Ed Ellingson's Blog

11. Answering a post, “So what is your plan when gasoline hits $10 a gallon?

This is my response to a blog post on LinkedIn (Link up Milwaukee group) that asked, “So, what is your plan when gasoline hits $10 per gallon?”

A very interesting question. My initial thought was, “Will we ever see $10/gal.?” followed by, “How will the coming oil shortage play out?”
Oil peaked at $147/bbl. and gasoline was about $4.00/gal. then, and it put us into a world-wide recession. People need a certain amount of the the energy (oil) but cut back on it only a little (reduce travel, for example) and cut back on expenses somewhere else, like reducing vacations, recreational vehicles, luxury items. The drop in economic activity reduced the demand for oil, and the price dropped. Oil dropped to about $35 and is now up to about $80/bbl.

It seems that the trend will be swings like this, where a low price spurs some economic activity, but the activity uses oil, increases demand, and drives the price up. Demand drops at the higher price, causes a downward pressure on price, and the cycle continues.

When the price is high, oil companies and other investors start new projects to extract oil for deeper formations, smaller deposits, lower grades of fuel, and less accessible locations. Some consumers try to buy more fuel-efficient vehicles, move towards mass transit, and take thousands of other steps to reduce our energy requirements, but these all take time (everybody can’t go out and buy a hybrid tomorrow). But as the economy collapses and the price of oil drops, these moves don’t make economic sense, so the energy projects stop and the purchase of hybrids falls off again, and many, many economic decisions are made that perpetuate the cycle.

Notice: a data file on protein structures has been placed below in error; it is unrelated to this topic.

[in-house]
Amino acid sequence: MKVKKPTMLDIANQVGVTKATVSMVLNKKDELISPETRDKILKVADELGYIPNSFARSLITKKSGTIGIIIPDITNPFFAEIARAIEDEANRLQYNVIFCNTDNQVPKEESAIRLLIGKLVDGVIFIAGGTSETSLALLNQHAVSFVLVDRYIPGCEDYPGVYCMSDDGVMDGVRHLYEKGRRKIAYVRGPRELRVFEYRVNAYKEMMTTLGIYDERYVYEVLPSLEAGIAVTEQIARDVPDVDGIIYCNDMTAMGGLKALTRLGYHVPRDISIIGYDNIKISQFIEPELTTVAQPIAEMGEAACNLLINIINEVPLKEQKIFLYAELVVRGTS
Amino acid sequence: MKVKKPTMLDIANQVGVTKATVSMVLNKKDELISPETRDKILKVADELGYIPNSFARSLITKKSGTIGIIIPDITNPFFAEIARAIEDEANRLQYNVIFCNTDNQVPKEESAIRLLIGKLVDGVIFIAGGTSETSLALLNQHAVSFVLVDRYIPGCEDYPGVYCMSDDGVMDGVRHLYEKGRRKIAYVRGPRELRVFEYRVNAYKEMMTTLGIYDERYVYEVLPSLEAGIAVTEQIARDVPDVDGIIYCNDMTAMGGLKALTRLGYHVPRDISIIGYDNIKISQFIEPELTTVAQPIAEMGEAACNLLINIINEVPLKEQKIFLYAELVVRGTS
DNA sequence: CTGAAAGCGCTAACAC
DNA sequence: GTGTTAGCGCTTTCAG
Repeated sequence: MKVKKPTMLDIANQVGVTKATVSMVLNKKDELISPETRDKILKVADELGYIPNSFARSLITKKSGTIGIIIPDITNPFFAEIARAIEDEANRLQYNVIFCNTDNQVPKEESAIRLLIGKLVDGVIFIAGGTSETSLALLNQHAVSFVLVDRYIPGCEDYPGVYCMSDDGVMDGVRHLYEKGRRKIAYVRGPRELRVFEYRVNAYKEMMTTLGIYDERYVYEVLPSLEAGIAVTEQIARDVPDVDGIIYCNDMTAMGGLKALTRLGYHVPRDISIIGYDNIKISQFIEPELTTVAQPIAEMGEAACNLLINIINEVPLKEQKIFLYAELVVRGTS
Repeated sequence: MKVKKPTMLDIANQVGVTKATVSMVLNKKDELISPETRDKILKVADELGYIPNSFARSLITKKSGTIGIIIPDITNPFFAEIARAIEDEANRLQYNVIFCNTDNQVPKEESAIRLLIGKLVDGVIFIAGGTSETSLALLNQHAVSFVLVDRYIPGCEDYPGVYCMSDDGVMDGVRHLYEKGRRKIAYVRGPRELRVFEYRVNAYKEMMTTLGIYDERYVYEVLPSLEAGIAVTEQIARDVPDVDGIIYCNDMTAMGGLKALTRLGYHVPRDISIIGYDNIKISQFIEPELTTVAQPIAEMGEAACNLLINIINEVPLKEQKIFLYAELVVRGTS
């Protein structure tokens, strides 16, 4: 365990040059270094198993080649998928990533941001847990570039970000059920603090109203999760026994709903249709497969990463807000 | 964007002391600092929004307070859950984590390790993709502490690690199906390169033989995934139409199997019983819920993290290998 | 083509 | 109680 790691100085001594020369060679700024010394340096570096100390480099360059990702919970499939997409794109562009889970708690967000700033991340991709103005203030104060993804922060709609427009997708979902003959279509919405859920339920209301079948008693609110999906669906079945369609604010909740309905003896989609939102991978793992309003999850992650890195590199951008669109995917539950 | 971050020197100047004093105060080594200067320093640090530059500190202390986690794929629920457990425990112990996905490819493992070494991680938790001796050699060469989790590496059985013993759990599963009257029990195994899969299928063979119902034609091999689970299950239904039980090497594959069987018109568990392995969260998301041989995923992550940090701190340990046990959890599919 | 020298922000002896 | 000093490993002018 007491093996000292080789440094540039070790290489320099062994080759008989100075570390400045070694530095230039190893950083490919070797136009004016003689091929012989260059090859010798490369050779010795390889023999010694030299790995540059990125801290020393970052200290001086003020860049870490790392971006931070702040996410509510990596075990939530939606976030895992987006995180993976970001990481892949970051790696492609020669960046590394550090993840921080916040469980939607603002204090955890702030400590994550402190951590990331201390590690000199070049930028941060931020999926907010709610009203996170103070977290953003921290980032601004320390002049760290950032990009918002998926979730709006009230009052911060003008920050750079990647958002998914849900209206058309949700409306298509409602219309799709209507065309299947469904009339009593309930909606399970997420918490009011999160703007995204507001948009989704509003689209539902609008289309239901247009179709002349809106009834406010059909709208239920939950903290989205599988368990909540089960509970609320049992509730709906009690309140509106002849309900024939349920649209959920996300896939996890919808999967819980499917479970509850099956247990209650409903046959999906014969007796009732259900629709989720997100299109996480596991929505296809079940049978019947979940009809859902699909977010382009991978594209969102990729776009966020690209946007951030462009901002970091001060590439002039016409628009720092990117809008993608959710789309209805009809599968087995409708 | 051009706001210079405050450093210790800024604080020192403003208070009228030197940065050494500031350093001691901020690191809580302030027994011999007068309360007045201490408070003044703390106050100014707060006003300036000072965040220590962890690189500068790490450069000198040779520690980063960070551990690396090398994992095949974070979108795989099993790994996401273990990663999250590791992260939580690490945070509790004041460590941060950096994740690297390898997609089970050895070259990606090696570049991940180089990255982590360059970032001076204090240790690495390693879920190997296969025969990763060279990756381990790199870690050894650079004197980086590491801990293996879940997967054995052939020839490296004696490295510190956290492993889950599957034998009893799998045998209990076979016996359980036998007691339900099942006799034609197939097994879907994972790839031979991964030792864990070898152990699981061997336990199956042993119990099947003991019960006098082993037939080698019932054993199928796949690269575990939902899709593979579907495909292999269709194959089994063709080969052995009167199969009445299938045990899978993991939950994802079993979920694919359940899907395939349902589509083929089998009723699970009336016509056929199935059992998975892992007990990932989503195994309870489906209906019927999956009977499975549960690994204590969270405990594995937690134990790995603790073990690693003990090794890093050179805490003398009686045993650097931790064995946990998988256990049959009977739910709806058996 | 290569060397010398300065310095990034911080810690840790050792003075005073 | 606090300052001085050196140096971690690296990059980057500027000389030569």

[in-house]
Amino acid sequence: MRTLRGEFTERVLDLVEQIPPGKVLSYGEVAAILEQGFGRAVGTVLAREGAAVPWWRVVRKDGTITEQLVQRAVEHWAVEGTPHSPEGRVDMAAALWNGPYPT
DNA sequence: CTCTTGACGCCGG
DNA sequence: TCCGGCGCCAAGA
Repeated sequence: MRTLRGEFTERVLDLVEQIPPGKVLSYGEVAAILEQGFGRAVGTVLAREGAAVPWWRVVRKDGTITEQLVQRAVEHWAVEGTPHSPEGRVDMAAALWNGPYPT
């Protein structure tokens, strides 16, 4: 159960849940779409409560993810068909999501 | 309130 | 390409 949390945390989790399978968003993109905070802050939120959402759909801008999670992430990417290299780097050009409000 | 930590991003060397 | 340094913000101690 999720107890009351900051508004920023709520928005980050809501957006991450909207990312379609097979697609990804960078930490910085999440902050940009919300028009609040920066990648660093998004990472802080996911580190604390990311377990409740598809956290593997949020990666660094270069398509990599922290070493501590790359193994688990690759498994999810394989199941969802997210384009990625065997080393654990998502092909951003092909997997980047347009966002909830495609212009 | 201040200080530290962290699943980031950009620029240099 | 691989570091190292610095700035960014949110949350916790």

One way out seems to be to artificially raise the price, basically adding a tax, to make this happen in an orderly fashion; guaranteeing everyone making an “investment”, like oil drillers and car buyers, that the price of oil will remain high. This is something that’s hard to do in a democracy, or in any reasonably free society. An edict like this could anger an electorate, and politicians are sensitive to this. A politically-mandated recession; is it possible?

So the only possible solution is to “encourage” people to make the investments required to keep the oil flowing and to reduce the demand for oil. So the government takes oilfield “security” in hostile areas and eliminates the need for expensive pollution control features (on the supply side), and then gives tax breaks, lots and lots of tax breaks, on the demand side to try to get people to get people to make that economic decision to invest in energy efficiency. Also beat the patriotic drum; “buy a hybrid, or a full-electric, or put solar panels on your roof; it’s the patriotic thing to do.” This can have some affect, of course, but it’s hard to believe that it could have a substantial impact.

So, will we ever see $10/gal?  I don’t think so.  We’ve seen that something like doubling from where we are now absolutely ruins the world economy, destroys the demand, and results in lower prices.  So it’s demand-controlled pricing.  The only way that will end is when there’s not enough oil to meet demand even at the very high prices, such that governments start to worry about the military not having enough fuel, and the police and fire departments, and emergency vehicles, and farmers and truckers not having enough fuel to get food produced and delivered to markets.  When there gets to be a real pinch and the government can’t be a part of a bidding war, they’ll just mandate that they get all they want first; a rationing system.


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